When I woke up the next morning, I knew I didn’t want to spend another night in that city. The organisers put me on a plane to Zagreb on Saturday afternoon after a rather remarkable drive through the city, first to my hotel room and then to the airport, which seemed rather surreal and, if anything, a bad reprise of some crap Hollywood film with Svetlana in the front seat trying to hide her face under a hood and me at the back seat constantly looking back. The day had come that I felt I had to be airlifted out of Sarajevo, just like those people in the early spring of 1992 as the Bosnian war was becoming a reality. The only difference being that there now wasn’t a war or any shelling or shooting and the other people at the airport didn’t seem to be in distress. This was pure terrorism and not many ordinary people in Sarajevo seemed to care. I left but the local organisers stayed and so did thousands of Bosnian queers, many of them too afraid to leave their houses after what had happened.
One of the parties contesting at the municipal elections in Sarajevo on 5 October, Stranka za BiH or Party for Bosnia and Herzegovina which is led by Haris Silajdžić, one of the three rotating presidents in that country, has the whole city plastered with another set of billboards – these ones read 100% Europe. It is also the same party that has been the most ferocious opponent of Queer Sarajevo Festival publicly. What can I say to this? They probably mean 100% Europe as of 1933 when Hitler was democratically elected as Germany´s chancellor. There is, of course, no connection between people governing Sarajevo and Bosnia, people like Haris Silajdžić, and Europe as of 2008. Whichever road to Europe these people believe they are travelling, it hasn´t existed for decades and at the moment it certainly resembles the Old Bridge in Mostar after it was blown up in 1993. I sincerely hope the events from last week will serve as an eye-opener to the larger public.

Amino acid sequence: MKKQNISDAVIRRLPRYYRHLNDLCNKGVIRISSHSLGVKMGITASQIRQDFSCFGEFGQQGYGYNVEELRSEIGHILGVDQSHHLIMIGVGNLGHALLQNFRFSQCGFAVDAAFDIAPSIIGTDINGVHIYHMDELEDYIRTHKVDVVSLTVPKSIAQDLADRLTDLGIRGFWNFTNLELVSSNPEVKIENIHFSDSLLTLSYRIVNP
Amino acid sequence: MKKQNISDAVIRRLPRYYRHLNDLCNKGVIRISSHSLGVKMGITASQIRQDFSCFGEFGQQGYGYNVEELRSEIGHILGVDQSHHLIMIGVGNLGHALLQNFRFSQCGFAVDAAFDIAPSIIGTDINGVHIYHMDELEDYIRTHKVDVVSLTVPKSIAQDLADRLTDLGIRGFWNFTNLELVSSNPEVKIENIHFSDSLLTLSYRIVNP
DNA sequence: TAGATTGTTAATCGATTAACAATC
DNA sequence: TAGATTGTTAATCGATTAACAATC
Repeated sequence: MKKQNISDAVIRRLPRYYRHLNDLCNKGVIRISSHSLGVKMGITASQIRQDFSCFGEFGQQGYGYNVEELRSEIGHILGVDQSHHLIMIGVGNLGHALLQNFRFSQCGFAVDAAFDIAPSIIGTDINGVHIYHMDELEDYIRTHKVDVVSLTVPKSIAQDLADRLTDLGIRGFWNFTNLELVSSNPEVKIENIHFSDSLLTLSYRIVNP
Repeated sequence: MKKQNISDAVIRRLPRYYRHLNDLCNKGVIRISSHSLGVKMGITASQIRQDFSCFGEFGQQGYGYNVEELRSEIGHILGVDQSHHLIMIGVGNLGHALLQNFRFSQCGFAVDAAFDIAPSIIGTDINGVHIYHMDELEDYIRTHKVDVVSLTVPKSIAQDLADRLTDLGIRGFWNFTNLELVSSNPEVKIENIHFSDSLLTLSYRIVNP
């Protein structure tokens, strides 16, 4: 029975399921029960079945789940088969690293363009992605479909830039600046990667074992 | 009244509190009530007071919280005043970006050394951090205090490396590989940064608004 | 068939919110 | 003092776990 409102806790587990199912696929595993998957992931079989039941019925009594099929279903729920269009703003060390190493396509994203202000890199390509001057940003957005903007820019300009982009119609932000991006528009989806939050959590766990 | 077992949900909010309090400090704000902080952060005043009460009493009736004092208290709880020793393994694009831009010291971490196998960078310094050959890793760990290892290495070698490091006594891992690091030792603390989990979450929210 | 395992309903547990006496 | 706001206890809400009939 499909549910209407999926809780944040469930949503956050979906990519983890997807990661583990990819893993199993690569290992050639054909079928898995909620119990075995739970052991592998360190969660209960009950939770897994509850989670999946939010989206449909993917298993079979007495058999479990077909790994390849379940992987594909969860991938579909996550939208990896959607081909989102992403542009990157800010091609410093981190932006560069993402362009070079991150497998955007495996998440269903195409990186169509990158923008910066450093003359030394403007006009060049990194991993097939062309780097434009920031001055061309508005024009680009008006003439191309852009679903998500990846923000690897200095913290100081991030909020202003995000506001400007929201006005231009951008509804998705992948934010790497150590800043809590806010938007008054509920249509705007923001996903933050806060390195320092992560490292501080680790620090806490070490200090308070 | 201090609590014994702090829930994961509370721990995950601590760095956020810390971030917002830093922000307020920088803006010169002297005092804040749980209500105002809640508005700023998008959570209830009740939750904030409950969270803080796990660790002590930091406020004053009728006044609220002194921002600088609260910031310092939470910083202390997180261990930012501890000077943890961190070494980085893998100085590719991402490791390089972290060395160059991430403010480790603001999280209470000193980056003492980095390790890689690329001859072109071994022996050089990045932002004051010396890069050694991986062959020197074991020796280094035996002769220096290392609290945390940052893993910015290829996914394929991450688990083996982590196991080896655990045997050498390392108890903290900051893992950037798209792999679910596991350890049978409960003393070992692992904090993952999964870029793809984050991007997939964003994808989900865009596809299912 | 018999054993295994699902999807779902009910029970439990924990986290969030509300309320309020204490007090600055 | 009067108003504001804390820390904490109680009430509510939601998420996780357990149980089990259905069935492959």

Queer Sarajevo Festival was opened on 24 September but it was never closed. All the performances, film screenings and other events never took place and are still waiting for their audience. An audience which is there and which will not disappear, no matter how much certain parts of the Bosnian society may wish them away. It is therefore up to the Bosnian public, but also the international community, to make sure that these events DO take place and a significant part of this EU candidate member state's population can feel free from both the state and private terrorism which characterises the country at the moment.
Here is some footage made by Croatian TV on the opening night